equal rights | WAMC

equal rights

Julie Suk is a legal scholar and author of the new book, “We The Women: The Unstoppable Mothers of the Equal Rights Amendment” and is a frequent commentator in the media on legal issues affecting women, including The New York Times, The Washington Post, Vox, and CBS News. She is currently a Visiting Professor at Yale Law School.

In the new book, she excavates the ERA’s past to guide its future, explaining how the ERA can address hot-button issues such as pregnancy discrimination, sexual harassment, and unequal pay. Justice Ruth Bader Ginsburg plays a big part in that story and Julie’s book.

Angie Maxwell is the Director of the Diane D. Blair Center of Southern Politics and Society, an associate professor of political science, and holder of the Diane D. Blair Endowed Professorship in Southern Studies at the University of Arkansas. Maxwell and Dean of the J. William Fulbright College of Arts and Sciences and a professor of political science at the University of Arkansas Todd Shields have written the new book "The Long Southern Strategy: How Chasing White Voters in the South Changed American Politics."

Elaine Weiss’ new book, "The Woman’s Hour: The Great Fight to Win the Vote," rediscovers the story of American women rising up to claim their rights, as their long fight for the vote reaches its climax in 1920. This story resonates today as a surge of women's political activism reshapes the national conversation, sweeping a record number of women into city halls, state legislatures, the halls of Congress, and the 2020 contest for the White House.

The electoral “Pink Wave” of 2018 would not have been possible if not for the white and yellow wave of suffrage activists taking to the streets more than a century ago. In recent op-eds for the New York Times, Wall Street Journal, Time, Daily Beast, and Lenny Letter, Elaine Weiss has written compelling commentaries linking today's headlines to historical precedent, drawn from her extensive research.

Starting tomorrow, the New York State Museum is opening an exhibition celebrating the centennial of women’s suffrage in NY titled Votes for Women: Celebrating New York’s Suffrage Centennial. Monday - November 6th - is the 100th anniversary date of women’s suffrage in NY.

Votes for Women celebrates the centennial of women’s suffrage in New York State and raise public awareness of the struggle for women’s suffrage and equal rights in New York State from the 1848 Seneca Falls Conven­tion through 1917 when New York State granted women the right to vote.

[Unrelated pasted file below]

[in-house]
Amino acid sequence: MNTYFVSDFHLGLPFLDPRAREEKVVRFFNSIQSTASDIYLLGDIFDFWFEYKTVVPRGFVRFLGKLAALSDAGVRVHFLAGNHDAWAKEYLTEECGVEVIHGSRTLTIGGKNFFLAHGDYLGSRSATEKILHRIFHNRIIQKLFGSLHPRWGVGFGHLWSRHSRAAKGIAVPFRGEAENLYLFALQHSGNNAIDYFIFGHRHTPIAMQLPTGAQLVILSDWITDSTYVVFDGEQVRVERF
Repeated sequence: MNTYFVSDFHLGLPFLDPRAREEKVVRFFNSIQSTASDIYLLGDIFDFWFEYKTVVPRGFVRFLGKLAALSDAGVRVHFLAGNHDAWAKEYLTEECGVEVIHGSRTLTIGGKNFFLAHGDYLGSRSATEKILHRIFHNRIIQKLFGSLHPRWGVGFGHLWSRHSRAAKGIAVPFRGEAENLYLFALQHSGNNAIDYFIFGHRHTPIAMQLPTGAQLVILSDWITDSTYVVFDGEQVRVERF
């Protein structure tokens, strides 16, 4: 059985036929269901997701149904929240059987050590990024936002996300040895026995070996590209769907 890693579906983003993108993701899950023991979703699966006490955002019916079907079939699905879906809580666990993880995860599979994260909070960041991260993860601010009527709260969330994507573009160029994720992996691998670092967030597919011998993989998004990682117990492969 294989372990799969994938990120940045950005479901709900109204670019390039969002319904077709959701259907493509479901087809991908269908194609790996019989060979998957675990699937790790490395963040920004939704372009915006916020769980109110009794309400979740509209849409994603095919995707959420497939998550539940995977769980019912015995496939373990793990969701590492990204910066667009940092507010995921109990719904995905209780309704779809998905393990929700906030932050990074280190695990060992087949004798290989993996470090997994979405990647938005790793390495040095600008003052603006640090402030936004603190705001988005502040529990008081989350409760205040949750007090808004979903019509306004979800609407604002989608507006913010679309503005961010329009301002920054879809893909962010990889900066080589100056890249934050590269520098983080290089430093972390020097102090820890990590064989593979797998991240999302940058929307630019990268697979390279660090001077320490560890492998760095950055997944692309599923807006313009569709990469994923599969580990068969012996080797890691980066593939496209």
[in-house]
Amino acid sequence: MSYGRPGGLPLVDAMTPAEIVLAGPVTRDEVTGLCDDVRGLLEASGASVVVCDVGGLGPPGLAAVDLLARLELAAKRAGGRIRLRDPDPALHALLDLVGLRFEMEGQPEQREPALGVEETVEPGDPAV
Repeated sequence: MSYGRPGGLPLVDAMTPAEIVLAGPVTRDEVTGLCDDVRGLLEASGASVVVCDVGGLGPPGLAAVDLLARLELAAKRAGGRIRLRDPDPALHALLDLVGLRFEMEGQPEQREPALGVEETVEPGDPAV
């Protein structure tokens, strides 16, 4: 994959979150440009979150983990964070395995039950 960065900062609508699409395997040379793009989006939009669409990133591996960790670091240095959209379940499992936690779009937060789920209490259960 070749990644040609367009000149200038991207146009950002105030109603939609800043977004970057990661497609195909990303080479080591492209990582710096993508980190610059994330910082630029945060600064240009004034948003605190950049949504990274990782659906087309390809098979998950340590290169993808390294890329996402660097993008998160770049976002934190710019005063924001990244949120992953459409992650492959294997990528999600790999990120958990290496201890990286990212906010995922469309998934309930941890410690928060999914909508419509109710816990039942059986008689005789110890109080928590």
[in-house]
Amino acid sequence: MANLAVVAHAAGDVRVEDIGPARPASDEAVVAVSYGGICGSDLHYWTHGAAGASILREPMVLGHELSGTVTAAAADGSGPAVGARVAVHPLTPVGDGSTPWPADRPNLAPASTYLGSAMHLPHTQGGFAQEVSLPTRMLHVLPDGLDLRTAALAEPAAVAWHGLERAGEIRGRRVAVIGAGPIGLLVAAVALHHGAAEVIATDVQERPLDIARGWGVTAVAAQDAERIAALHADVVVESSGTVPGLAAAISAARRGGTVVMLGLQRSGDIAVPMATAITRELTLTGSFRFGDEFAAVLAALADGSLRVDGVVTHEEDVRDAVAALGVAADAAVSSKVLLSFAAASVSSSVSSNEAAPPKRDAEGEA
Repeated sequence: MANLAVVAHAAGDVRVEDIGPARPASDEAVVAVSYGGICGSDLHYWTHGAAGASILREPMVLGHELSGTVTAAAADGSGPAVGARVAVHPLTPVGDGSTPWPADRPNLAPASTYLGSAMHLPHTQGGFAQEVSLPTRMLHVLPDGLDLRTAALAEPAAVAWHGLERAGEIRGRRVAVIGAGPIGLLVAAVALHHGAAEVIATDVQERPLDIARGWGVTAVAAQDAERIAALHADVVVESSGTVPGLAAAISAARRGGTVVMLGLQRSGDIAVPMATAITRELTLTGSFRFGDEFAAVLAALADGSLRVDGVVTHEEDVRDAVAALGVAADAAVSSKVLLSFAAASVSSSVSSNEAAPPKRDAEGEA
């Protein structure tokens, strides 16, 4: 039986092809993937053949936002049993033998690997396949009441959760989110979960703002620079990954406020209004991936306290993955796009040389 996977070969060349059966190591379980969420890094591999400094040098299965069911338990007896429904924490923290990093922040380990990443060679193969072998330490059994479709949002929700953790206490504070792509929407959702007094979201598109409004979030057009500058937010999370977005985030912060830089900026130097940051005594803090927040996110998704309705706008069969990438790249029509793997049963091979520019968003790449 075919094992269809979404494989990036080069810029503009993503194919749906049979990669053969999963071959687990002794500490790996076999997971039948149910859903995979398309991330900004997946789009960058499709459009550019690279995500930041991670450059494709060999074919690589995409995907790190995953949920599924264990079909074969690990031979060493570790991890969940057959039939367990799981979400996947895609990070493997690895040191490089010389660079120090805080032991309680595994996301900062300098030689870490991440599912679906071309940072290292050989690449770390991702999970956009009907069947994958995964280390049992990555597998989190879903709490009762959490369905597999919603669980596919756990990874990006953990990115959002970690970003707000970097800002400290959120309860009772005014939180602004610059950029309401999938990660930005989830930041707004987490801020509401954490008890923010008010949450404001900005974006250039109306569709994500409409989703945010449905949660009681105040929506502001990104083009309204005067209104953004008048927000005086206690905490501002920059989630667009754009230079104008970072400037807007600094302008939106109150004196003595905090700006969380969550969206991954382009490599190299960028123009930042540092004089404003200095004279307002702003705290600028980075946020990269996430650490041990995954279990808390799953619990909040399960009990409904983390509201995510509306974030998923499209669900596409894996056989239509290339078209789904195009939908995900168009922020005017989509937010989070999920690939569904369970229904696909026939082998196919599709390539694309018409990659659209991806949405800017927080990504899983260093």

The exhibition also addresses the nationally significant role of New York State leaders in regards to women’s rights and the feminist movement through the early 21st century. 

The curators of the exhibition are Jennifer Lemak and Ashley Hopkins-Benton and they join us in studio.

  How did gay and lesbian couples’ right to marry go from unthinkable to inevitable? How did the individual right to bear arms, dismissed as fraudulent by Chief Justice Warren Burger in 1990, become a constitutional right in 2008? And what compelled President George W. Bush to rein in many of his initiatives in the war on terror before leaving office, even though past presidents have had a free hand in wartime? We are likely to answer that, in each case, the Supreme Court remade our nation’s most fundamental law.

Yet as the award-winning legal scholar David Cole argues in Engines of Liberty, citizen activists are the true drivers of constitutional change.

  Rev. Dr. William J. Barber, II serves as President of the North Carolina NAACP and convener of the Forward Together Moral Movement, an alliance of more than 200 progressive organizations in North Carolina.

The Forward Together Moral Movement, better known as “Moral Monday,” is a multi-racial, multi-generational movement to battle immoral, extreme policies adopted by the governor and state legislature.

The North Carolina NAACP and the Forward Together Moral Movement are now engaged in litigation to reverse the worst voter suppression laws in the country. Barber is the author of the book The Third Reconstruction: Moral Mondays, Fusion Politics and the Rise of a New Justice Movement.

He will be speaking as part of The Martin Luther King Jr. and Coretta Scott King Lecture Series on Nonviolent Social Change at Siena College Wednesday 3/30 at 7PM. His talk is titled: “Moral Dissenters are a Necessity for the Destiny, Choosing the Path to Higher Ground.”

  In Mea Culpa: Lessons on Law and Regret from U.S. History, Steven W. Bender examines how the United States’ collective shame about its past has shaped the evolution of law and behavior.

We regret slavery and segregationist Jim Crow laws. We eventually apologize, while ignoring other oppressions, and our legal response to regret often fails to be transformative for the affected groups.